Robbie Coltrane returns as Zukovsky, last seen in Goldeneye, and somehow manages to provide both comic relief and dramatic flair—his final scene in the film is one of the best moments in the franchise so far. And then there’s John Cleese and Goldie, who… well, they turn up and collect paycheques.

And Denise Richards… damn it, why did they put her in here? Her acting aside, her character is pointless: she stops Bond fulfilling his mission, then hangs around and does nothing except get in Bond’s way. Her only real purpose is to provide a crap Christmas joke in the closing moments of the film.

Sadly, this was to be Desmond Llewelyn’s final film as Q, but at least the filmmakers took the time to give him a proper send-off; his departure is poignant and true to the character. Llewelyn died a month after The World Is Not Enough was released.

I’m sounding rather negative here, but the truth is that The World Is Not Enough is a fun two hours. Unfortunately, even as part of a series that hardly taxes one’s grey matter at the best of times, it is also unwaveringly stupid.

Title song: A confession: I am–and was when the film was first released–a huge fan of Garbage, so their The World Is Not Enough is easily one of the greatest Bond themes for me.

Greatest moment: The final goodbye to Desmond Llewellyn as Q is heartwarming and–in retrospect–sad.

Worst moment: Denise Richards trying to look useful or knowledgeable is particularly grating. And, oh god, that final joke.

Best gadget: The X-ray glasses that Bond uses are particularly cool. Aside from the scene where he’s walking around a bar eyeing up the heavily-armed women, there’s also a moment earlier–before we know what the glasses actually do–where he smirks at John Cleese while wearing them.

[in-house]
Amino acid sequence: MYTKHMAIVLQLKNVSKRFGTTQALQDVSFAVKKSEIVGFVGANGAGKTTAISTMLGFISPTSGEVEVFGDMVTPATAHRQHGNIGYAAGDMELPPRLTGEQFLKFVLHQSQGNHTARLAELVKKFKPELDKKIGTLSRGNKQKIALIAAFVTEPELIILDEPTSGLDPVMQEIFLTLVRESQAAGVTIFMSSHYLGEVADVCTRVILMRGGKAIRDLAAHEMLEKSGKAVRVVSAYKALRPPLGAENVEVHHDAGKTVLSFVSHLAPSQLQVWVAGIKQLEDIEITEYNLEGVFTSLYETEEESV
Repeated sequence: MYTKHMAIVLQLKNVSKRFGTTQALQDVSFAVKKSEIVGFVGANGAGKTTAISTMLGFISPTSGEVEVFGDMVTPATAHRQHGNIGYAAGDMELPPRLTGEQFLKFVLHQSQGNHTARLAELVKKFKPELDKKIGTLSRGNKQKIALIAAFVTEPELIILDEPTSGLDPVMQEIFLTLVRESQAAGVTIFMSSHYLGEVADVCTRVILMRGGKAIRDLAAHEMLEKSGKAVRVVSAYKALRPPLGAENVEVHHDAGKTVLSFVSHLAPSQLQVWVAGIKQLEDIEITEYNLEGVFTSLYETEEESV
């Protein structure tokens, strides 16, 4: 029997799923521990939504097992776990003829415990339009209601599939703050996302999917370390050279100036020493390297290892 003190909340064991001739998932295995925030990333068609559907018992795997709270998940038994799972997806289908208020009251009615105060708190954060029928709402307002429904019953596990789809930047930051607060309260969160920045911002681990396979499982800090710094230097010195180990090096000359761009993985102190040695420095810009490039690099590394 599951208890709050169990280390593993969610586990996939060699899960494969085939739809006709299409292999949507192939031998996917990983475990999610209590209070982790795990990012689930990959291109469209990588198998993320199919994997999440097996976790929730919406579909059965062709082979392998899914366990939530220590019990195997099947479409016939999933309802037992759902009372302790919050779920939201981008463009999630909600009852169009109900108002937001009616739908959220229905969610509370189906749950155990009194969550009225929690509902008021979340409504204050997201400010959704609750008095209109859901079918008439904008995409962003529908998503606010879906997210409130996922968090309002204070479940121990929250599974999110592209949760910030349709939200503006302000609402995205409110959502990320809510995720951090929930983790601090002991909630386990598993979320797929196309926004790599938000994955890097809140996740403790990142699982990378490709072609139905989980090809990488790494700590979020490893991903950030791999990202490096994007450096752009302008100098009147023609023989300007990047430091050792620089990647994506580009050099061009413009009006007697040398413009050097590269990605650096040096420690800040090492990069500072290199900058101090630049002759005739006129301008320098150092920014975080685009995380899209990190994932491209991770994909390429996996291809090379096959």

Best quote:
Zukovsky: I’m looking for a submarine. It’s big and black, and the driver is a very good friend of mine.

Most obvious product placement: BMW again, although at least this time the Z8 looks like the sort of car Bond might actually drive. Bearing in mind that the film was released in 1999, London’s Millennium Dome (now the O2) counts as well: for a long time, the fact that Bond landed on the Dome was the most exciting thing you could say about it.

Verdict: It used to be that I preferred The World Is Not Enough to Tomorrow Never Dies, but on rewatching both films I’m reversing my position. As stated above, The World Is Not Enough is by no means bad, but Denise Richards and the general idiocy of the film make it a tough one to recommend too highly. It only beats The Man With The Golden Gun by virtue of the fact that, bad though Richards is, she’s still not as crap as Agent Goodnight.

  1. On Her Majesty’s Secret Service (dir. Peter Hunt, 1969)
  2. From Russia With Love (dir. Terence Young, 1963)
  3. Goldeneye (dir. Martin Campbell, 1995)
  4. The Spy Who Loved Me (dir. Lewis Gilbert, 1977)
  5. Goldfinger (dir. Guy Hamilton, 1964)
  6. Licence To Kill (dir. John Glen, 1989)
  7. The Living Daylights (dir. John Glen, 1987)
  8. Live And Let Die (dir. Guy Hamilton, 1973)
  9. Tomorrow Never Dies (dir. Roger Spottiswoode, 1997)
  10. For Your Eyes Only (dir. John Glen, 1981)
  11. Dr No (dir. Terence Young, 1962)
  12. You Only Live Twice (dir. Lewis Gilbert, 1967)
  13. The World Is Not Enough (dir. Michael Apted, 1999)
  14. The Man With The Golden Gun (dir. Guy Hamilton, 1974)
  15. Octopussy (dir. John Glen, 1983)
  16. Thunderball (dir. Terence Young, 1965)
  17. A View To A Kill (dir. John Glen, 1985)
  18. Diamonds Are Forever (dir. Guy Hamilton, 1971)
  19. Moonraker (dir. Lewis Gilbert, 1979)

Okay, I know I’m not going to enjoy Die Another Day, so rather than ask whether it’s a good film I’m going to go with a more realistic question: is it worse than Moonraker?